Fever History, Family Crest & Coats of Arms

The surname Fever is derived from the Old French word "fevre," which meant "a blacksmith," therefore it was originally an occupational name for a smith or a metal worker. While the patronymic and metronymic surnames, those derived from the name of the father and mother respectively, were the most common form of a hereditary surname in France, occupational surnames also emerged during the late Middle Ages.

Early Origins of the Fever family

The surname Fever was first found in Savoy (French: Savoie) in the Rhône-Alpes region of the French Alps, where this noble family held a family seat since ancient times.

Throughout the centuries, families of this surname or one of its spelling variations could be found in many regions of France, including Vaud, Genève, Bresse, Lyonnais, Savoie, Dauphiné, Guillaume, and Echallens. Pierre of the Favre family of Lyon was a Consul in Lyon in 1382 and of his descendants, five were Magistrates of Lyon during the 16th century.

In Savoie, Gaspard was the secretary to the Duke in 1470 and one of the Senators of Savoie, as well as the President of the Senate. Guillaume, of Echallens from the county of Vaud, became a burgess, or businessman, in 1508 and his son, François, was one of the founders of the "Independence of Geneva" in 1534. Distinctive among his descendants were State Consuls of Geneva, Officers of State, General Treasurers, and the Lords of Dardagny, Russin, Malval, Confignon, and Châteauvieux, amongst others.

Pierre Lefebvre, born in 1642, son of Olivier and Michelle (née Renou), settled in Quebec in the 17th century. He married Marie-Madeleine Trudel, daughter of Jean and Marguerite (née Thomas), in 1674. The remained together until Pierre passed away at Charlesbourg on 21st November 1727. Pierre's brother, Robert Lefebvre, born in 1633, married Denise Gautier in Quebec on 7th February 1667. They remained together until Denise's death on 7th February 1695. Robert passed away on 3rd February 1703. [1]

Early History of the Fever family

This web page shows only a small excerpt of our Fever research. Another 139 words (10 lines of text) covering the years 1600, 1585, 1650, 1574, 1525, 1600, 1552, 1569, 1700, 1626, 1652, 1706, 1615, 1672, 1667, 1716, 1624, 1576 and 1578 are included under the topic Early Fever History in all our PDF Extended History products and printed products wherever possible.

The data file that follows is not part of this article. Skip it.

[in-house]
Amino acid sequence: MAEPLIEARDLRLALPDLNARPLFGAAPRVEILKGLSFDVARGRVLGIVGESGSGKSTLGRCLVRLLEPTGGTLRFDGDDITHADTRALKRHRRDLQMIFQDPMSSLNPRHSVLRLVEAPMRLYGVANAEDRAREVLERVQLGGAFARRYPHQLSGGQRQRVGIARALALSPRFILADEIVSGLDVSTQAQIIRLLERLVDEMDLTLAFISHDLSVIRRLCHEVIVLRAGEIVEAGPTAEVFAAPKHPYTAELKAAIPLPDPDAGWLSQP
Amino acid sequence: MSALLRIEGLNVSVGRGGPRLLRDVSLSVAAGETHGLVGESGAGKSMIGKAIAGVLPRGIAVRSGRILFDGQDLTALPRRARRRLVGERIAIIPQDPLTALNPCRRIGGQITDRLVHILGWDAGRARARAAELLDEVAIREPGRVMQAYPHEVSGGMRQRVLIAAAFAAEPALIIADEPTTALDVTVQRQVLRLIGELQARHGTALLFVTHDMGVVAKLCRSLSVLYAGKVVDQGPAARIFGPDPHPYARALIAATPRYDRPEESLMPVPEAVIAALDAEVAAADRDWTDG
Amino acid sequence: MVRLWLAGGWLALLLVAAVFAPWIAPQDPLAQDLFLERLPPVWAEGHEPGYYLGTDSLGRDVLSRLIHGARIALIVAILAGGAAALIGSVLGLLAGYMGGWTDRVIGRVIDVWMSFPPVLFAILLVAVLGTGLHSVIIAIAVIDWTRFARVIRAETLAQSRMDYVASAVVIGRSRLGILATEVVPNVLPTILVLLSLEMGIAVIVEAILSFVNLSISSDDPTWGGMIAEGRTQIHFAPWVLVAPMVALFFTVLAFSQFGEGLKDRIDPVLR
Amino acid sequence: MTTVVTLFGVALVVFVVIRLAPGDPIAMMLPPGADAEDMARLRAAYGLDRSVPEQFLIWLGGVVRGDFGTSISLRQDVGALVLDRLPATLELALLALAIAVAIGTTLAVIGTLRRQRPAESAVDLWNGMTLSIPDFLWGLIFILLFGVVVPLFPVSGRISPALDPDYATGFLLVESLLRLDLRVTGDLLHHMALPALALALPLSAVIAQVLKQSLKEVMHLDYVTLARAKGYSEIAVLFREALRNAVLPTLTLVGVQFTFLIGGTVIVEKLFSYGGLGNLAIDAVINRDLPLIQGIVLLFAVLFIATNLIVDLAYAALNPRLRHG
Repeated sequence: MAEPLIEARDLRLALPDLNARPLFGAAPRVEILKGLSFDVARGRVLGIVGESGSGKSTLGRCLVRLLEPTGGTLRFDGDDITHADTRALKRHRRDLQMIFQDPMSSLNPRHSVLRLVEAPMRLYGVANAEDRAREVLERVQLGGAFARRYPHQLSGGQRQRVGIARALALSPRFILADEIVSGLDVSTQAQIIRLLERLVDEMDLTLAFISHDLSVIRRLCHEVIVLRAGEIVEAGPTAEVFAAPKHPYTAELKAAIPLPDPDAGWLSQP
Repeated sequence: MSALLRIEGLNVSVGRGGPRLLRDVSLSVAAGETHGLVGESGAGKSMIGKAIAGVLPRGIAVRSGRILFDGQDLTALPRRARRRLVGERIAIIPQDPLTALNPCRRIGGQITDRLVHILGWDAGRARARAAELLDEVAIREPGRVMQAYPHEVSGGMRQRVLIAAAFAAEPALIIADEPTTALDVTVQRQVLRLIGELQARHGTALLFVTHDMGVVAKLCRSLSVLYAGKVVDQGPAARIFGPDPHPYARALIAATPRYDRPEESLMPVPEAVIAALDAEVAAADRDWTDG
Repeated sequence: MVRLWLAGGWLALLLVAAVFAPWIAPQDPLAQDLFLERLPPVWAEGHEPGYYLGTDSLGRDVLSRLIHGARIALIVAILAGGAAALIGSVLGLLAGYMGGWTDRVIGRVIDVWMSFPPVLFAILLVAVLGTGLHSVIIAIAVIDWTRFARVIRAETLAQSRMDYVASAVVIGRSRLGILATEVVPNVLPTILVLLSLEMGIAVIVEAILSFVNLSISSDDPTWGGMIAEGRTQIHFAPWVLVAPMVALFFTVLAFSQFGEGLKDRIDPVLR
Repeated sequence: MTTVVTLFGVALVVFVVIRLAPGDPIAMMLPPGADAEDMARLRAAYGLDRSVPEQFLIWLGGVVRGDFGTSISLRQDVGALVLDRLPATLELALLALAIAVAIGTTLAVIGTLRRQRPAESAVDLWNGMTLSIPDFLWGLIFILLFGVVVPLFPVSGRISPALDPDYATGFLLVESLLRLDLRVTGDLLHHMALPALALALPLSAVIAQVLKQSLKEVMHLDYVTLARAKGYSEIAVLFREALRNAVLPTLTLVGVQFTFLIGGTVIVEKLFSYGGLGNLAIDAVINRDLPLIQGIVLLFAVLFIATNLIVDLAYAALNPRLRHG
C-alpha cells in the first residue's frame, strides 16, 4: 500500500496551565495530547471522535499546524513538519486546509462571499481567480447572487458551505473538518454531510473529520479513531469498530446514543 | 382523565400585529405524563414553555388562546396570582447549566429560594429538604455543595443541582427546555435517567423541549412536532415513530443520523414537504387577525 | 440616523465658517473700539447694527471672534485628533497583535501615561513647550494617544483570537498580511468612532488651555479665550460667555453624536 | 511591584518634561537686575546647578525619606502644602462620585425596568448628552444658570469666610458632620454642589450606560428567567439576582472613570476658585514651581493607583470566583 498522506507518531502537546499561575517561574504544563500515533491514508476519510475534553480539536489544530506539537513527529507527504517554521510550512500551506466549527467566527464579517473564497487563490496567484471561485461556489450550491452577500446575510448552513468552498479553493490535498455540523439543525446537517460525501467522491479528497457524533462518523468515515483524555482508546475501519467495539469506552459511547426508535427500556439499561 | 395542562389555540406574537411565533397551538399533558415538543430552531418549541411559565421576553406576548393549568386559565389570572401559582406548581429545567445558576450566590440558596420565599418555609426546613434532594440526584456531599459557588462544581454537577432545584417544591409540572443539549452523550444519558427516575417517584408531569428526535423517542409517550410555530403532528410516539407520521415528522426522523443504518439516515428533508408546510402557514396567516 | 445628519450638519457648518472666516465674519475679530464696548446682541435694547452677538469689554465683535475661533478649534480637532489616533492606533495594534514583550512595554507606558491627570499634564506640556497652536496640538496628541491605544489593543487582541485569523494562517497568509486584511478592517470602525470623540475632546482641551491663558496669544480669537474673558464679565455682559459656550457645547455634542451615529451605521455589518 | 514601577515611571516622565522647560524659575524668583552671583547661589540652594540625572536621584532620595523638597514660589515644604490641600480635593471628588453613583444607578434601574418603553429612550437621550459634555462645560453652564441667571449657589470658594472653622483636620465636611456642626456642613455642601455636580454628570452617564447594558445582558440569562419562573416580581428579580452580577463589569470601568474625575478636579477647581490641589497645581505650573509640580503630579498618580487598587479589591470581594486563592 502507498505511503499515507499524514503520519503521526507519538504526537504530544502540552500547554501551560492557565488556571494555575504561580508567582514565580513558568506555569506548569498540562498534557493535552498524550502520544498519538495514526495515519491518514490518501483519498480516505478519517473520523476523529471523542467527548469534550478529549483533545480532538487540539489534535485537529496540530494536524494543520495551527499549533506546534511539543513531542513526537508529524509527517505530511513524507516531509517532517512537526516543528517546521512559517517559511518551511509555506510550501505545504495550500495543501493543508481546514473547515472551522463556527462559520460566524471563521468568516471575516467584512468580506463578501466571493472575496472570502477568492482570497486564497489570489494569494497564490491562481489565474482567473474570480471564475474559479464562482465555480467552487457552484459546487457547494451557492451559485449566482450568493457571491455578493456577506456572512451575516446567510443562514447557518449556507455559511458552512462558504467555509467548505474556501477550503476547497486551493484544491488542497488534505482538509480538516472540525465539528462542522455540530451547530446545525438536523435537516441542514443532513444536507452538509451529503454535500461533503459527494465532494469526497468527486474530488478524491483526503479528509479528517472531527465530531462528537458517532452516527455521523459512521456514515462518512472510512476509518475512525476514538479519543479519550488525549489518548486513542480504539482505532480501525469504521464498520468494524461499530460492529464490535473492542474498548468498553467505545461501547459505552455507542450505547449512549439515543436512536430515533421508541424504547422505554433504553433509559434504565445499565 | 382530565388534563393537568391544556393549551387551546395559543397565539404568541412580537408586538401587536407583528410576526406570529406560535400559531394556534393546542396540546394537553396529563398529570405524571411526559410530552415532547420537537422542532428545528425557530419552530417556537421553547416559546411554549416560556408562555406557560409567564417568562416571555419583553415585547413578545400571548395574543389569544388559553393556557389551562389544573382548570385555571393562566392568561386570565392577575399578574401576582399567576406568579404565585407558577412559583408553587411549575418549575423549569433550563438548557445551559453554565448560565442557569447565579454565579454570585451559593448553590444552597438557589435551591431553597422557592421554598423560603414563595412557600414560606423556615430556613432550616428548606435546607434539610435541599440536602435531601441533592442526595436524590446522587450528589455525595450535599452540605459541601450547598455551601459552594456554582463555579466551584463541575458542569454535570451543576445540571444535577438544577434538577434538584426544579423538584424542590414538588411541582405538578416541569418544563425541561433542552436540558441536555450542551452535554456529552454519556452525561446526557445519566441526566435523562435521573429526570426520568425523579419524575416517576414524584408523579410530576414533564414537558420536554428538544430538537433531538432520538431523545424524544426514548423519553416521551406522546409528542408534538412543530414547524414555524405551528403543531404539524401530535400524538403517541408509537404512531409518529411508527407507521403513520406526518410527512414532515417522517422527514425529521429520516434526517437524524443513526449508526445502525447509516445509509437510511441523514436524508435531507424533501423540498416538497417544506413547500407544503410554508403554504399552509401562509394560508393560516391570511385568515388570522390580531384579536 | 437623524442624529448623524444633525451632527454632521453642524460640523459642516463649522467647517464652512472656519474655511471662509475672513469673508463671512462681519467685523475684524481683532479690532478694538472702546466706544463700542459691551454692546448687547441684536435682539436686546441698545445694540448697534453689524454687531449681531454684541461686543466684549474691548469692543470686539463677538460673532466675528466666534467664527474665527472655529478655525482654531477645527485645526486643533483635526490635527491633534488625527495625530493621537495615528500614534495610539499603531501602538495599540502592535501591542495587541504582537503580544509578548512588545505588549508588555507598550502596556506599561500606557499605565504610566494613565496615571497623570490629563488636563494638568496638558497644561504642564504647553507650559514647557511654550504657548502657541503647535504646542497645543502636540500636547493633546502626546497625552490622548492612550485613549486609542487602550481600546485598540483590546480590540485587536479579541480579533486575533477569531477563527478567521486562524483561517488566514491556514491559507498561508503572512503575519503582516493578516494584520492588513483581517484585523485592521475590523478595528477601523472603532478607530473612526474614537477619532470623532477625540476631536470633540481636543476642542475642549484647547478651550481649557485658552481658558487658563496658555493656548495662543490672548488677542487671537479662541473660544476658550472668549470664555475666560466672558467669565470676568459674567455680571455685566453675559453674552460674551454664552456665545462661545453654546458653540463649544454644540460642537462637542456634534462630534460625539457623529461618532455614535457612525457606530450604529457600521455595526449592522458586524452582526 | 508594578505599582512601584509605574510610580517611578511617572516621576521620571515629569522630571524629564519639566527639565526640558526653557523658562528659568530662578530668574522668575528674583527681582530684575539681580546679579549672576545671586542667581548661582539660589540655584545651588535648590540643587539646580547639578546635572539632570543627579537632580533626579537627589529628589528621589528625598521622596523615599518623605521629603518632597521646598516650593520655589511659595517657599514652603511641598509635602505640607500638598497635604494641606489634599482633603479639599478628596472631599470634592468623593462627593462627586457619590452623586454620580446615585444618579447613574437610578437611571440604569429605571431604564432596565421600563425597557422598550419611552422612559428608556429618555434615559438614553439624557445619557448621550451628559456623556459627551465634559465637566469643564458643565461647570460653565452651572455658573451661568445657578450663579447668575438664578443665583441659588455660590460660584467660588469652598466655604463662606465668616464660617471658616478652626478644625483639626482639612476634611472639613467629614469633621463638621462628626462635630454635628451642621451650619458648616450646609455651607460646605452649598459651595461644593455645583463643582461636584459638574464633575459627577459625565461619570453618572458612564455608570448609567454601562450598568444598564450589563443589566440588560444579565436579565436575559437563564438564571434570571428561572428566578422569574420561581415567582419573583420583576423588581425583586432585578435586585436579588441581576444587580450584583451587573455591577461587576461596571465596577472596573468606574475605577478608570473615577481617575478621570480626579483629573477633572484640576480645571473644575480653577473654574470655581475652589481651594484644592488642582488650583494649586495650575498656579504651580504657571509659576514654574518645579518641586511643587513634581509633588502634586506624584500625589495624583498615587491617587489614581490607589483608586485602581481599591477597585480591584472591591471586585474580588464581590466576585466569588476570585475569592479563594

Fever Spelling Variations

Spelling variations of this family name include: Lefebvre, Lefebvres, Lefevres, Favre, Favres, Fevre, Febvre, Febvres, Favers, Lefabre, Lefabvres, Fabvres, Lefever and many more.

Early Notables of the Fever family (pre 1700)

Notable in the family name at this time was Antoine Favre (d. 1626), Professor at the University of Valence; Jean Le Fèvre (1652-1706), a French astronomer and physicist; Tanneguy Lefebvre (1615-1672), French classical scholar; Etienne Favre was a Counsel at the Appeals Tribunal of Bresse where he had his noble status confirmed...
Another 51 words (4 lines of text) are included under the topic Early Fever Notables in all our PDF Extended History products and printed products wherever possible.

United States Fever migration to the United States +

Some of the first settlers of this family name were:

Fever Settlers in United States in the 17th Century
  • William Fever, aged 20, who landed in New England in 1635 [2]
Fever Settlers in United States in the 19th Century
  • John Fever, who arrived in Virginia in 1884 [2]

New Zealand Fever migration to New Zealand +

Emigration to New Zealand followed in the footsteps of the European explorers, such as Captain Cook (1769-70): first came sealers, whalers, missionaries, and traders. By 1838, the British New Zealand Company had begun buying land from the Maori tribes, and selling it to settlers, and, after the Treaty of Waitangi in 1840, many British families set out on the arduous six month journey from Britain to Aotearoa to start a new life. Early immigrants include:

Fever Settlers in New Zealand in the 19th Century
  • William Fever, aged 33, a labourer, who arrived in Wellington, New Zealand aboard the ship "Howrah" in 1874
  • Sarah Fever, aged 29, who arrived in Wellington, New Zealand aboard the ship "Howrah" in 1874
  • Ann E. Fever, aged 5, who arrived in Wellington, New Zealand aboard the ship "Howrah" in 1874
  • Emma Fever, aged 2, who arrived in Wellington, New Zealand aboard the ship "Howrah" in 1874
  • Frederick WIlliam Fever, aged 3 months, who arrived in Wellington, New Zealand aboard the ship "Howrah" in 1874

  1. ^ Olivier, Reginald L. Your Ancient Canadian Family Ties. Logan: The Everton Publishers, Inc., P.O. Box 368, 1972. Print
  2. ^ Filby, P. William, Meyer, Mary K., Passenger and immigration lists index : a guide to published arrival records of about 500,000 passengers who came to the United States and Canada in the seventeenth, eighteenth, and nineteenth centuries. 1982-1985 Cumulated Supplements in Four Volumes Detroit, Mich. : Gale Research Co., 1985, Print (ISBN 0-8103-1795-8)

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